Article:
When does it make sense to start testing and developing for next season? You can look at this a couple of different ways. One way is to park your car and take some time to regroup after the end of the season. After a break, you can figure out what areas have the biggest opportunity for development, then move forward with the plan either over the winter or at the beginning of next season.

The second option is to actually start your development while this season is winding down, and this is especially useful if you already have components on hand or you have already identified things to adjust. By not waiting to start testing, you have great back-to-back references from current data and conditions, so you’re limiting your variables. Even your driving performance is consistent, because you haven’t taken a long break and let your skills get rusty! This approach provides an efficient alternative to waiting until the spring, and it means that you have plenty of time to correct or adjust anything you do.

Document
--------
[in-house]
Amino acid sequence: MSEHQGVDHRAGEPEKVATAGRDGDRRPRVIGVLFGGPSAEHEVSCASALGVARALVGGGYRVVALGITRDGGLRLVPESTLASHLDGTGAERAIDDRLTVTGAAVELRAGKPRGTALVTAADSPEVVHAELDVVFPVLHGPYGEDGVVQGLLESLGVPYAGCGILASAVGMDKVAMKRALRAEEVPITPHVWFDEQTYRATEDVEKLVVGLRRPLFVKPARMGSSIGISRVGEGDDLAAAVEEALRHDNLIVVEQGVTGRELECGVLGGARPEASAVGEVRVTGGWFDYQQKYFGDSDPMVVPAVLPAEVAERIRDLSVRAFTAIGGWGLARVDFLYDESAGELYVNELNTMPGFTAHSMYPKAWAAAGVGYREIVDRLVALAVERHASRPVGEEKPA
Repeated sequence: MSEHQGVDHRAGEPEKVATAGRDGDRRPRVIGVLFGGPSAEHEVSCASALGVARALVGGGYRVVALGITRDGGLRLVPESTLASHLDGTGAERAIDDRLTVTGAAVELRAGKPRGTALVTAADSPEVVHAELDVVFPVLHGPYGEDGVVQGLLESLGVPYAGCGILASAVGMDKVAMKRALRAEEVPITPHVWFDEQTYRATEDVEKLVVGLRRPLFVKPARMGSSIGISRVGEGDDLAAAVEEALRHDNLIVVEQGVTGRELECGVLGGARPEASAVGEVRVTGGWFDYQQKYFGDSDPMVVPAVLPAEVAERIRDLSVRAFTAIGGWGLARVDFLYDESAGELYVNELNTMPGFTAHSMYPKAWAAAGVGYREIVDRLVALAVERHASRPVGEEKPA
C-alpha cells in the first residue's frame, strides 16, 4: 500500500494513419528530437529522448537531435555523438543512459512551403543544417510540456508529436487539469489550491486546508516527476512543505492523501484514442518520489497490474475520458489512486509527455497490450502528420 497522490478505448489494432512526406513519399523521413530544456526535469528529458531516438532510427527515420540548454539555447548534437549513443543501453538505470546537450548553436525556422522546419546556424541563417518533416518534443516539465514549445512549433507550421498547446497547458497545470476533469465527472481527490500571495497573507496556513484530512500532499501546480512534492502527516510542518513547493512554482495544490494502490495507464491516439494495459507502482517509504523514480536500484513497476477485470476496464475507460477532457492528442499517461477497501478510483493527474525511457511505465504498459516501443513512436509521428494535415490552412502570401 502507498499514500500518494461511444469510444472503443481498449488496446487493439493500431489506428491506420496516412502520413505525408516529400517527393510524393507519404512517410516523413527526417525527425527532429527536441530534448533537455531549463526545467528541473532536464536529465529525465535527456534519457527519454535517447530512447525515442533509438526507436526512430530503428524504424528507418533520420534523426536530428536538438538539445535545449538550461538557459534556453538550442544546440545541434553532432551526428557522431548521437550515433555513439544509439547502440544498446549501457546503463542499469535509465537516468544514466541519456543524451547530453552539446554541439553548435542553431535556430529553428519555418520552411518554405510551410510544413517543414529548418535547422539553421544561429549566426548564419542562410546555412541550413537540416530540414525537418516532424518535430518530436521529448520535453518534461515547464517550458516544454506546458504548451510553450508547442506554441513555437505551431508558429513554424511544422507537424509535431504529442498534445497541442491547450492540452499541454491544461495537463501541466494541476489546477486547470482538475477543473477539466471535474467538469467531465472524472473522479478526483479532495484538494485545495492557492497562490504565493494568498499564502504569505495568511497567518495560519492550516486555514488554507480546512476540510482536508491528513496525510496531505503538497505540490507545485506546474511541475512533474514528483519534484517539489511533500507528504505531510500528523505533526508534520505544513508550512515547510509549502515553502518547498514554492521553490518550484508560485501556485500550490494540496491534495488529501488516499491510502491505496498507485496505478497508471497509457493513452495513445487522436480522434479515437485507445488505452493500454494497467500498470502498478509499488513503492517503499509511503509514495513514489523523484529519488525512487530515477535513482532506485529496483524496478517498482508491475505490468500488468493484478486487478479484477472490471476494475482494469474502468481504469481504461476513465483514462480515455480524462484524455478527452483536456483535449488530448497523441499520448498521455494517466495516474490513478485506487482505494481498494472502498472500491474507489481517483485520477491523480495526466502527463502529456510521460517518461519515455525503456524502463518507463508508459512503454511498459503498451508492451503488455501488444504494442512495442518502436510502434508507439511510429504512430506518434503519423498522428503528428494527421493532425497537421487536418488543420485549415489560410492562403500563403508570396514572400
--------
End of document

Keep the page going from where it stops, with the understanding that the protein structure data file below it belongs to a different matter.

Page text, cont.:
If your budget is limited or if you’re out of ideas about what to improve, think about things that don’t cost much, like trying to reduce weight and other low- or no-cost adjustments that you can experiment with. And here’s a tip: there’s an episode on Ross Bentley’s great Speed Secrets podcast in which Jeff Braun discusses all the free things you can do to make your car go faster. Some of them may not be easy, but they are free! You can find the episode on Ross’s website.

Another thing to consider is reviewing your video now rather than waiting for the winter. You can identify things you could do better, like making more efficient passes or being more consistent with a particular type of corner. By reviewing the footage early on, you have all winter to work toward your new goals.

The next couple of weeks will be busy for me between the SCCA Runoffs at VIR and IMSA’s finale at Petit LeMans. Check back in soon for updates on the season-finale excitement!